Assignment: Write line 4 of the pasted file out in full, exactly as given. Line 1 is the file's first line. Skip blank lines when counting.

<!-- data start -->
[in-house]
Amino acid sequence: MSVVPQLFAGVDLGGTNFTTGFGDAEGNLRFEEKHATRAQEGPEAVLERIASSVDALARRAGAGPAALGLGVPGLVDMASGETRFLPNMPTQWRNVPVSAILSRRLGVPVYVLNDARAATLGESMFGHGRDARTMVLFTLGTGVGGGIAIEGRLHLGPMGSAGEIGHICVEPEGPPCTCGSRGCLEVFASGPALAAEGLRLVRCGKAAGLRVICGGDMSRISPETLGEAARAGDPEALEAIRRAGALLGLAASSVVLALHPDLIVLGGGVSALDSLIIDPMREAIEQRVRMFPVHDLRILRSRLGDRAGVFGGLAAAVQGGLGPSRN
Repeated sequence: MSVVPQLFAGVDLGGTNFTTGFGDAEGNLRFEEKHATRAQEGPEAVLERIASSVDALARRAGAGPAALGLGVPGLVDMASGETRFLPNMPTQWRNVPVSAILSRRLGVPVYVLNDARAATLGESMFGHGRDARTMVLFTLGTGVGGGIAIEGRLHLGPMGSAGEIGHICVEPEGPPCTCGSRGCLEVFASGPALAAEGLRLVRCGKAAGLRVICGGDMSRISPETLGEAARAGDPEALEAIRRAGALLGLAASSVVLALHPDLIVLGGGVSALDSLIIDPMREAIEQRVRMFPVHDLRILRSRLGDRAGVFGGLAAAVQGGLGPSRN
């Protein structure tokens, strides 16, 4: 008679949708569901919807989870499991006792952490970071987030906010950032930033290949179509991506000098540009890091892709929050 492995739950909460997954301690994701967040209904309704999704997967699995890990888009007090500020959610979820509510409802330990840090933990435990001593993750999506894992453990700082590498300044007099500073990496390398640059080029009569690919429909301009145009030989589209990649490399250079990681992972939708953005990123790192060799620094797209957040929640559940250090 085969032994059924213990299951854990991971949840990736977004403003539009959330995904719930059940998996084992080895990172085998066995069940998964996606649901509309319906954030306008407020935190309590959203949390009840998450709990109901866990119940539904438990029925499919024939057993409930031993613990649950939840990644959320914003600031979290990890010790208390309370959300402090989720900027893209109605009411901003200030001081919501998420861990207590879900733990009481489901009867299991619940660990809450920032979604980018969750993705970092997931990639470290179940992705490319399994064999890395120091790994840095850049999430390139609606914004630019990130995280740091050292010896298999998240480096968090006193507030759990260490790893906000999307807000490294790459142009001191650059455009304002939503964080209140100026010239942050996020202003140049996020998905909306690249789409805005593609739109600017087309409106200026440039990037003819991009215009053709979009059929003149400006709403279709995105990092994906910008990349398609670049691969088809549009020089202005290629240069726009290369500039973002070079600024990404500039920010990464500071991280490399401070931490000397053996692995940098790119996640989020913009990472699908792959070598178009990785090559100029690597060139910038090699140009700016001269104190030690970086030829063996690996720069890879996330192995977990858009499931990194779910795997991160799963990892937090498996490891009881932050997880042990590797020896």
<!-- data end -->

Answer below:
């Protein structure tokens, strides 16, 4: 008679949708569901919807989870499991006792952490970071987030906010950032930033290949179509991506000098540009890091892709929050 492995739950909460997954301690994701967040209904309704999704997967699995890990888009007090500020959610979820509510409802330990840090933990435990001593993750999506894992453990700082590498300044007099500073990496390398640059080029009569690919429909301009145009030989589209990649490399250079990681992972939708953005990123790192060799620094797209957040929640559940250090 085969032994059924213990299951854990991971949840990736977004403003539009959330995904719930059940998996084992080895990172085998066995069940998964996606649901509309319906954030306008407020935190309590959203949390009840998450709990109901866990119940539904438990029925499919024939057993409930031993613990649950939840990644959320914003600031979290990890010790208390309370959300402090989720900027893209109605009411901003200030001081919501998420861990207590879900733990009481489901009867299991619940660990809450920032979604980018969750993705970092997931990639470290179940992705490319399994064999890395120091790994840095850049999430390139609606914004630019990130995280740091050292010896298999998240480096968090006193507030759990260490790893906000999307807000490294790459142009001191650059455009304002939503964080209140100026010239942050996020202003140049996020998905909306690249789409805005593609739109600017087309409106200026440039990037003819991009215009053709979009059929003149400006709403279709995105990092994906910008990349398609670049691969088809549009020089202005290629240069726009290369500039973002070079600024990404500039920010990464500071991280490399401070931490000397053996692995940098790119996640989020913009990472699908792959070598178009990785090559100029690597060139910038090699140009700016001269104190030690970086030829063996690996720069890879996330192995977990858009499931990194779910795997991160799963990892937090498996490891009881932050997880042990590797020896």